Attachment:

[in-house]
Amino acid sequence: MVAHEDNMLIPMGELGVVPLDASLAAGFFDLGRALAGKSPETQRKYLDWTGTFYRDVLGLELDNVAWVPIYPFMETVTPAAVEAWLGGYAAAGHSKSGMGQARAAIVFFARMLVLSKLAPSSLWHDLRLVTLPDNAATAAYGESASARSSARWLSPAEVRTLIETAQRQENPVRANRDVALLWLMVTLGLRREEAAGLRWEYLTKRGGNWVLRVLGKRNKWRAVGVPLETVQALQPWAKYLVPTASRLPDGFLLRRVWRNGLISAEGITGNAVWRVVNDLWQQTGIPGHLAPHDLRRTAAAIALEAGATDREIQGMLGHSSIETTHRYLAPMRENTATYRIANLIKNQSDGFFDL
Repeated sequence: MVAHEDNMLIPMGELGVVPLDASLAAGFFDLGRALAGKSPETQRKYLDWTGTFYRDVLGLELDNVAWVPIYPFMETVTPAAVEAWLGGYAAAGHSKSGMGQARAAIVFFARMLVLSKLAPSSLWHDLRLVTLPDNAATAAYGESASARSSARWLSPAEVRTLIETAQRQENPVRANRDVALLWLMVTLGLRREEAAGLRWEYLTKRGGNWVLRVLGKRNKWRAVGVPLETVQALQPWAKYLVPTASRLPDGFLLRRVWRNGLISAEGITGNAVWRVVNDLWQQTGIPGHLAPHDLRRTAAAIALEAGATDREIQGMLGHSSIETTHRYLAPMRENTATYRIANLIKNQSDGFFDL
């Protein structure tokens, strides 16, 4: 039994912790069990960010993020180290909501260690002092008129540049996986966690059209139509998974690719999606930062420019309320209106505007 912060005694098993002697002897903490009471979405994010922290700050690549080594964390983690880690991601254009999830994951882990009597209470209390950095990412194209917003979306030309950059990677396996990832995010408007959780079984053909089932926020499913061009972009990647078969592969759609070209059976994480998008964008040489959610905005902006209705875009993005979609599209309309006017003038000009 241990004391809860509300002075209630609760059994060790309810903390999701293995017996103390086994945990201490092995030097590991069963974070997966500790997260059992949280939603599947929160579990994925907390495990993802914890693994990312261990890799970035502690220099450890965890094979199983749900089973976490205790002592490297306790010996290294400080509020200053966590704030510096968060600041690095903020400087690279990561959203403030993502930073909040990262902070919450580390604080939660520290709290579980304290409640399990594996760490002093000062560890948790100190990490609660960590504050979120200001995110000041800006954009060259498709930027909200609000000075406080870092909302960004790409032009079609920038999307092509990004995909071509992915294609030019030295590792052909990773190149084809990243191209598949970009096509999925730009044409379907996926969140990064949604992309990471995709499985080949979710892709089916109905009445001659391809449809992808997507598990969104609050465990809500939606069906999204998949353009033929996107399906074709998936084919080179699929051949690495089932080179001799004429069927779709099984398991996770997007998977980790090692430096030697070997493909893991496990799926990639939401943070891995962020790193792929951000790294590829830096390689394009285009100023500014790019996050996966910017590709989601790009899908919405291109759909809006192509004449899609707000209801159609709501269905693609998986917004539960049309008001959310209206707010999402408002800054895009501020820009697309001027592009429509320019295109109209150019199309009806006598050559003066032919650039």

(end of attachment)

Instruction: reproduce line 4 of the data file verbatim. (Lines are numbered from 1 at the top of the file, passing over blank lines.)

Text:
């Protein structure tokens, strides 16, 4: 039994912790069990960010993020180290909501260690002092008129540049996986966690059209139509998974690719999606930062420019309320209106505007 912060005694098993002697002897903490009471979405994010922290700050690549080594964390983690880690991601254009999830994951882990009597209470209390950095990412194209917003979306030309950059990677396996990832995010408007959780079984053909089932926020499913061009972009990647078969592969759609070209059976994480998008964008040489959610905005902006209705875009993005979609599209309309006017003038000009 241990004391809860509300002075209630609760059994060790309810903390999701293995017996103390086994945990201490092995030097590991069963974070997966500790997260059992949280939603599947929160579990994925907390495990993802914890693994990312261990890799970035502690220099450890965890094979199983749900089973976490205790002592490297306790010996290294400080509020200053966590704030510096968060600041690095903020400087690279990561959203403030993502930073909040990262902070919450580390604080939660520290709290579980304290409640399990594996760490002093000062560890948790100190990490609660960590504050979120200001995110000041800006954009060259498709930027909200609000000075406080870092909302960004790409032009079609920038999307092509990004995909071509992915294609030019030295590792052909990773190149084809990243191209598949970009096509999925730009044409379907996926969140990064949604992309990471995709499985080949979710892709089916109905009445001659391809449809992808997507598990969104609050465990809500939606069906999204998949353009033929996107399906074709998936084919080179699929051949690495089932080179001799004429069927779709099984398991996770997007998977980790090692430096030697070997493909893991496990799926990639939401943070891995962020790193792929951000790294590829830096390689394009285009100023500014790019996050996966910017590709989601790009899908919405291109759909809006192509004449899609707000209801159609709501269905693609998986917004539960049309008001959310209206707010999402408002800054895009501020820009697309001027592009429509320019295109109209150019199309009806006598050559003066032919650039």